Longevity of dried pasta
Depends on the ingredients used to make the pasta. How refined the flour was. Is there egg in it? Was any olive oil used to make it? Those ingredients can go rancid.
Cook it up and taste it. I've found some old, old Italian stuff that was fine, some other stuff that reeked before I even cooked it and I just pitched it.
Have a Plan B for dinner just in case,
I once ate dried pasta that was probably about six years old (might have been older). I figured it would be fine, since it looked fine (intact box, no bugs, regular color). We didn't get sick, but it tasted terrible. Musty and stale and just really... ...elderly tasting. I remember it cooked up normally, since we had no idea how ancient it was until we ate it.
So no harm in trying, I don't think, I just wouldn't recommend making a really labor-intensive lasagna with it, in case it's not tasty.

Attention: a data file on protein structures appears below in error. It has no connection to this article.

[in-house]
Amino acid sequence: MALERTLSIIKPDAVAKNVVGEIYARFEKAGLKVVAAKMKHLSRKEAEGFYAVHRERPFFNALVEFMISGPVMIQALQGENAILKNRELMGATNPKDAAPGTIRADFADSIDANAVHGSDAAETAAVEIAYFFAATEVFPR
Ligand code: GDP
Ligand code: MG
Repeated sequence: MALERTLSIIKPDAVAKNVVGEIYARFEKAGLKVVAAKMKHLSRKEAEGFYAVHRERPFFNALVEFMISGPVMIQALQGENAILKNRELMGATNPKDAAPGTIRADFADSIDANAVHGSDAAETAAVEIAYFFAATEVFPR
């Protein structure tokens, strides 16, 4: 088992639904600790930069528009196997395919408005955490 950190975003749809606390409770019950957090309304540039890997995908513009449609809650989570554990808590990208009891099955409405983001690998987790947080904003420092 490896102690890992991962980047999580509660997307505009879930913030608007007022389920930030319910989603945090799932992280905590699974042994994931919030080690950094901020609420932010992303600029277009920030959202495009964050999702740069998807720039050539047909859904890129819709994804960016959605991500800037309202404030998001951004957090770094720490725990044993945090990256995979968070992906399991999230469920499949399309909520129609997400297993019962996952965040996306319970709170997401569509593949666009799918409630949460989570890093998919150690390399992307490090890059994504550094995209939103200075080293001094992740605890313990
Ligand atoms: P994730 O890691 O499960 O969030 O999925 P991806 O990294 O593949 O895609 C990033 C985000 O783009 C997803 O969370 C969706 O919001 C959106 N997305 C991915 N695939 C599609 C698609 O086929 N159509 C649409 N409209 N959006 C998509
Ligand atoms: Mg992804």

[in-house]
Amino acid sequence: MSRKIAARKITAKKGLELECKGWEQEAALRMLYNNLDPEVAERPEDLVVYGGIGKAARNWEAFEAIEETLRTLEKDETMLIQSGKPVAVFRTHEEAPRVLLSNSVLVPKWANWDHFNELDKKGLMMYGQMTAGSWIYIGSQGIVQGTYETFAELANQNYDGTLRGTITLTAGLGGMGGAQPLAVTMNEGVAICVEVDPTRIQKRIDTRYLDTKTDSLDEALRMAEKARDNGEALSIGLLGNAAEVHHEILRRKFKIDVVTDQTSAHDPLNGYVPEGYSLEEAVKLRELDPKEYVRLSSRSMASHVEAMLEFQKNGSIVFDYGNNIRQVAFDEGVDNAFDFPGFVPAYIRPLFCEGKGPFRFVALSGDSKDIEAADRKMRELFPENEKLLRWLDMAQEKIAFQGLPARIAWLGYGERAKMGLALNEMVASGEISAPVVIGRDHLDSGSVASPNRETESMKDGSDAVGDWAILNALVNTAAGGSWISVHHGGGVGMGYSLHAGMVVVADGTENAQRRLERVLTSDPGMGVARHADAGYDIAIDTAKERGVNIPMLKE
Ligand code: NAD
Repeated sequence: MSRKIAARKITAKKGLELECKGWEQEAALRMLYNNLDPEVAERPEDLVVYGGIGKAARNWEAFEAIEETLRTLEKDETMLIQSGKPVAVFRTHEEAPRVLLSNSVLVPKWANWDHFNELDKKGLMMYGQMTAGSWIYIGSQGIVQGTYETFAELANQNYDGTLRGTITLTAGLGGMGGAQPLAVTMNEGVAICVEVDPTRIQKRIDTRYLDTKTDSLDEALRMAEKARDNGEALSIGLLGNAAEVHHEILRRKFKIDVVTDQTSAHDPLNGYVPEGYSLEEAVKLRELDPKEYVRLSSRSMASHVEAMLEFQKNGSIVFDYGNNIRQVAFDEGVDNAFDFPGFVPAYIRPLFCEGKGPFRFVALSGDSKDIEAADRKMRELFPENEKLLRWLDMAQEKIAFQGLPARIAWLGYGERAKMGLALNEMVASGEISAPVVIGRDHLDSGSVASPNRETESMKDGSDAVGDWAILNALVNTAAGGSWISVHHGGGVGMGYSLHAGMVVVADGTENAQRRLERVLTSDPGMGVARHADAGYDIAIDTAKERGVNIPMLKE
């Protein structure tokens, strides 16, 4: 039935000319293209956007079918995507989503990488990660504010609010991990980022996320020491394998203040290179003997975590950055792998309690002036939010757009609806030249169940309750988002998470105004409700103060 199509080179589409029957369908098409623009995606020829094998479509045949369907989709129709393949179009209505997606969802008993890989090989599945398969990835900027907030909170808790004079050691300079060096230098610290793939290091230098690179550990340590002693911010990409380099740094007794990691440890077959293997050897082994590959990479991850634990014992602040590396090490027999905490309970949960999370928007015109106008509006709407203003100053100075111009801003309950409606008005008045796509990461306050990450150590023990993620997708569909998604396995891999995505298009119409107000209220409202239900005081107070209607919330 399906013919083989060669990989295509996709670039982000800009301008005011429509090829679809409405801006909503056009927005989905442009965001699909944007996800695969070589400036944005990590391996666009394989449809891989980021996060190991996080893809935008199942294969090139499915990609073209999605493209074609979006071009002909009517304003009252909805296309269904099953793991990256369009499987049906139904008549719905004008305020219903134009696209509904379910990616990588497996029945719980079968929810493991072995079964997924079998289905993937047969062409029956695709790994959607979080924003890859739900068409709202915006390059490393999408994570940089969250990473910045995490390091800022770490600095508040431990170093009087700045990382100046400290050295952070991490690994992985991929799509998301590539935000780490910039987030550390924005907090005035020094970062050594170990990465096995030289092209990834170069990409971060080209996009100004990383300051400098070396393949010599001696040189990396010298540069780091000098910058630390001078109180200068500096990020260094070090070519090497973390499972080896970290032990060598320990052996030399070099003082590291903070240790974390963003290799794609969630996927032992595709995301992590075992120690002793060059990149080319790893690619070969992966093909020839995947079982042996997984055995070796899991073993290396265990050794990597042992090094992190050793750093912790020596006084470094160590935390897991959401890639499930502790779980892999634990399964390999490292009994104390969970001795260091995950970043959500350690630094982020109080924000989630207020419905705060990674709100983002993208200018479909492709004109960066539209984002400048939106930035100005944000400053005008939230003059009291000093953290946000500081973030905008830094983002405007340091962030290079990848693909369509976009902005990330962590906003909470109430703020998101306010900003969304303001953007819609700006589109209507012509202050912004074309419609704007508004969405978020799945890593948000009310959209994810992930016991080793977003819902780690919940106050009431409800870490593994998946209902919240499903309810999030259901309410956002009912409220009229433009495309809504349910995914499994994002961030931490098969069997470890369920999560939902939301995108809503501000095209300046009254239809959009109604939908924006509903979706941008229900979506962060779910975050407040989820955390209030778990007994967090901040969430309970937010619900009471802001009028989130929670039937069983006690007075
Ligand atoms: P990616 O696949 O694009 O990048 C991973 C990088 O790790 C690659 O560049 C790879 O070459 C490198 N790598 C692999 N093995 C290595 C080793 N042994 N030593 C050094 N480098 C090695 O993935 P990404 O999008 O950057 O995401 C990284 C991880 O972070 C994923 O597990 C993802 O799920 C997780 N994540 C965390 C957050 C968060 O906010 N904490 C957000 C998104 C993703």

As long as there are no grain weevils in it, you are good to go. Dried pasta has a long shelf life and it is best consumed within two years, usually. In this instance, the pasta you have is circa fifteen years old. If no bugs are crawling around in it, it's still good! Once it's cooked, the texture will be exactly the same as if it were purchased yesterday. Here's the deal though - that pasta will take 20 minutes (or more) to cook. Your pasta has continued to dry all these years and it will take longer to become rehydrated (cooked) to the consistency you like.
Consider it "aged". ... Enjoy. : )